The unifying theme of their presentations was that each speaker establish a case on a broad "systems level" the opportunity for designer's to participate in the identifying appropriate answers to societal questions of sustainable organizations, governance and the production of artifact's, building sustainable cities and designing for aging populations. I look forward to more presentations where designers are asked to look beyond product issues to uncover systematic problems and how both should be considered on the path to leading to the best design a solution.

Wednesday, June 06, 2007

Design Beyond Industry: Effecting Policy and the Developing World

It seems as though the idea of using the power of design to address needs beyond is establishing a foot hold within the design world. Traditionally, design has been used as a service to industry to feed the needs/desires of a narrow 10% of consuming marketplace. But, have paid little more than lips service to the needs that were not defined by business.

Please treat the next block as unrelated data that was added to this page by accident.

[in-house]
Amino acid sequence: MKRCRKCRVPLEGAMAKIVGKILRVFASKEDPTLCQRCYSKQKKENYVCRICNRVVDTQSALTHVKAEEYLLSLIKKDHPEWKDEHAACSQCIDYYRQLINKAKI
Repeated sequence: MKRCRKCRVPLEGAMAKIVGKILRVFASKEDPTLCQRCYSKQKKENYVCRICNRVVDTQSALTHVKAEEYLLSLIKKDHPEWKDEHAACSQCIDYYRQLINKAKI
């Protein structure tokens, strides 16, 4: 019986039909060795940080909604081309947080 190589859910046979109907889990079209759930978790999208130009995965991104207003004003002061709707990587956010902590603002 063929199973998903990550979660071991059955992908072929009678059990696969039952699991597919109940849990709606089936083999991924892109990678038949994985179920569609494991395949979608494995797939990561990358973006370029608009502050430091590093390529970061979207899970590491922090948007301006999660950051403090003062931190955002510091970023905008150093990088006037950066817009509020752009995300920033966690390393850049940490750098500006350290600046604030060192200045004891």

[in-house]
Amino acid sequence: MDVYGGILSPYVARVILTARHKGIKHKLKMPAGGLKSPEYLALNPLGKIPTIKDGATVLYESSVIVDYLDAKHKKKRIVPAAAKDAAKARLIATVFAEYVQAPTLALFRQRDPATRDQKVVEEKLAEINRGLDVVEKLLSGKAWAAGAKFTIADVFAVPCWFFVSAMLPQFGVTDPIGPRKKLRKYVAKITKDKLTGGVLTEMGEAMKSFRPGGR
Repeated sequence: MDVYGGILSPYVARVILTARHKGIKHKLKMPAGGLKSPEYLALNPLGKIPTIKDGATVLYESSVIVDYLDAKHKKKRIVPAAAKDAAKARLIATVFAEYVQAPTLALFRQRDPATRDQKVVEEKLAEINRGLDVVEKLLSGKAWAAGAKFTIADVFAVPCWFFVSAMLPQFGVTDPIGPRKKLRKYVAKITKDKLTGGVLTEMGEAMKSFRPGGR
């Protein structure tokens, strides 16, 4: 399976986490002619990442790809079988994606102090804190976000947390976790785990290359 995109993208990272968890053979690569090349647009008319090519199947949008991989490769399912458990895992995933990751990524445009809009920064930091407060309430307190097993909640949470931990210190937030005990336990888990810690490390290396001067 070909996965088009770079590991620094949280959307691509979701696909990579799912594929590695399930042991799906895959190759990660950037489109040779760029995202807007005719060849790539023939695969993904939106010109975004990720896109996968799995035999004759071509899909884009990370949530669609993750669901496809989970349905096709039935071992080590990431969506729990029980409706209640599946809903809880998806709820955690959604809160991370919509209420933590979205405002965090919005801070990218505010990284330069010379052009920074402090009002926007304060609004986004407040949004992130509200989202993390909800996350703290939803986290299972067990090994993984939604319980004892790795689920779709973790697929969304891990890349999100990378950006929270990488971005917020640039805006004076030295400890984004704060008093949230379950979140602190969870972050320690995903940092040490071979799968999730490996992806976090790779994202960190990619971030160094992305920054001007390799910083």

Though the potential has been talked about for decades more tangible evidence is coming to light on how design thinking can be used in facilitating the discovery of solutions that could effect some of the worlds most pressing problems.

The Cooper Hewitt National Design Musuem's Exhibition, Design For the Other 90%, highlights projects that are focused on solving problems impacting the developing world.

Copper Hewitt Exhibition

Reflections on the Exhibition

Fast Company Article

Tuesday, June 05, 2007

The 2012 Summer Olympic Logo

This rendering of the 2012 Logo for the Olympic games to be held in London is sturring up controversy.

There are many detractors that think the design misses the mark. I guess we will see if over time it will grow on us?

London Daily Mirror Article

Is Industrial (Product) Design Dead?

This question was brought to my attention first as a graduate student studying product design.